# max heart rate

#### chook1

##### New Member
This may be a stupid question but i'm going to ask anyway...

I have done a bit of HRM training...my max heart rate in theory is approx 197..resting heart rate around 45......however if I go as fast as I possibly can, the max I can ever get my heart rate to is about 182. I used to a lot of running as well and had the same result, even at the point where i can't breathe and am about to fall over...

Do most cyclists actually reach their max heart rate?? Is there specific training I should do to actually reach this - would it make me go faster?? (i.e. because i'm working harder....)

just curious....

Originally posted by chook1
This may be a stupid question but i'm going to ask anyway...

I have done a bit of HRM training...my max heart rate in theory is approx 197..resting heart rate around 45......however if I go as fast as I possibly can, the max I can ever get my heart rate to is about 182. I used to a lot of running as well and had the same result, even at the point where i can't breathe and am about to fall over...

Do most cyclists actually reach their max heart rate?? Is there specific training I should do to actually reach this - would it make me go faster?? (i.e. because i'm working harder....)

just curious....

I'm running short of time here so i'll have to make this short and to the point sorry. Your max heart rate is the max amount of beats it can do in 1 minute. If you cant get past 182 then maybe thats your max?

cheers!

If you have used an equation to work out your 'max in theory' then it may be as much as +/- 10 beats.min-1 out. If you are confident that you are working as hard as you can then it is likely that this is your HR max. If you are using training zones based on HR max then you should use this number and not the one you have calculated.

People often have different max HRs when running and cycling due to; different amounts of muscle mass being used, motivation and training. Often the running max will be higher as a greater muscle mass is used.

you could do a max heart rate test - if you feel you need to - but it sounds like 182 is your max

most tests are based on increasing workloads over a steady period until you can't go on

here's one such test -

10-15 minute warm up then set your bike on the lowest gear ratio - go at a steady cadence (approx 90rpm) for two minutes - then move up a gear and repeat for two minutes - keep stepping up the gears but maintaining the cadence at 90rpm - when you can't maintain the rpm for the full two minutes then you will be at max hr

you might want to do the test on a trainer or rollers for accurate measurement (and safety!)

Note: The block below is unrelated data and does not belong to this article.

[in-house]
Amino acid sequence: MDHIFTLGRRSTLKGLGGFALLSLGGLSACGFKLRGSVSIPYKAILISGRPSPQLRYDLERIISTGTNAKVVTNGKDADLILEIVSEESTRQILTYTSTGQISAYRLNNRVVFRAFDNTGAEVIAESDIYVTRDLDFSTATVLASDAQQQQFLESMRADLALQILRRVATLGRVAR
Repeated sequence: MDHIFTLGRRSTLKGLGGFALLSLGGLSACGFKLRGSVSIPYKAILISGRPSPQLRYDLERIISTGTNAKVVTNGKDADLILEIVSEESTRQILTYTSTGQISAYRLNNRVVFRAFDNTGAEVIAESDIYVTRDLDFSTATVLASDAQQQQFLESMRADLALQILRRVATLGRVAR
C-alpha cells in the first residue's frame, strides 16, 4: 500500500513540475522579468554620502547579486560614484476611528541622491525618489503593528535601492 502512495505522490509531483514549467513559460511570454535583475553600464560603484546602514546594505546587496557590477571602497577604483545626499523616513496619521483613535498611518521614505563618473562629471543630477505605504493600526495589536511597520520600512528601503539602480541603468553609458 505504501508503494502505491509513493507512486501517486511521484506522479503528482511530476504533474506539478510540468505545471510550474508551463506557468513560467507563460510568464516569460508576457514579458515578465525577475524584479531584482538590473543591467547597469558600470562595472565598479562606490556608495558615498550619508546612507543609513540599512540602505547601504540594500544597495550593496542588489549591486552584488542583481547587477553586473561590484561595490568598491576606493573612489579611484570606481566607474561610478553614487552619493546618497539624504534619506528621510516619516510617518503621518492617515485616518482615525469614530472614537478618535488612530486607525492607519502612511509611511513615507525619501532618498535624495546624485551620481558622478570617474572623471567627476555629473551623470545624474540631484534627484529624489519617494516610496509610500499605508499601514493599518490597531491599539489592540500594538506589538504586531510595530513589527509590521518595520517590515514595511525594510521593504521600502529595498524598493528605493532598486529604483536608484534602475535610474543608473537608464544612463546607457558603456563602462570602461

and if you run out of gears - keep going on the top gear until you can't maintain steady cadence - oh and get yourself signed up for the tour

you could do the same type of test on a treadmill if you wanted to see whether you could max out your heart slightly higher whilst running...

HRM's are funny things. According to mine, my max HR when cycling is 171 (probably about right for a lethargic 39 year old).

But when climbing a mountain with 9 year old son, said 9 year old slipped and nearly fell off a cliff face. Polar printout says HR went up to 194... (ok, its a toy, but very useful as an altitude meter in rough terrain).

Perhaps the body adapts too well to cycling, and not well enough to a short, sharp fright.

Originally posted by Blimp
HRM's are funny things. According to mine, my max HR when cycling is 171 (probably about right for a lethargic 39 year old).

But when climbing a mountain with 9 year old son, said 9 year old slipped and nearly fell off a cliff face. Polar printout says HR went up to 194... (ok, its a toy, but very useful as an altitude meter in rough terrain).

Perhaps the body adapts too well to cycling, and not well enough to a short, sharp fright.

If you're using HRmax to set training zones, then don't estimate max with a monitor or an equation, it needs to be tested, primarily in a lab (or similar) setting. There's obviously a significant difference between 171 b/min and 194 b/min.

as for being "lethargic" if that implies some sort of lack of fitness, then HRmax is higher when untrained compared to in a trained state.

Ric

'lethargic' in my context implies a greater preference for staying in a warm bed on a cold morning to putting miles on the bike. Sad I know.

Originally posted by Blimp
'lethargic' in my context implies a greater preference for staying in a warm bed on a cold morning to putting miles on the bike. Sad I know.

Seems I was 'lethargic' this morning!

How does one calculate theoretical Max heart rate?

thanks

Andrew

its 220 minus your age in years

but its not accurate in any sense of the word with deviation + or - more than 10 bpm very common

get it tested and you will never have to wonder if you are training properly

I agree with the comments re testing for your maximum heartrate. My theoretical maximum is 166 (220-54). I am 54 years old. The test I did was to ride on a trainer increasing the intensity untill, I could go no harder. My max was 183. I have done the same on a climb by pushing very hard at the top of a climb.

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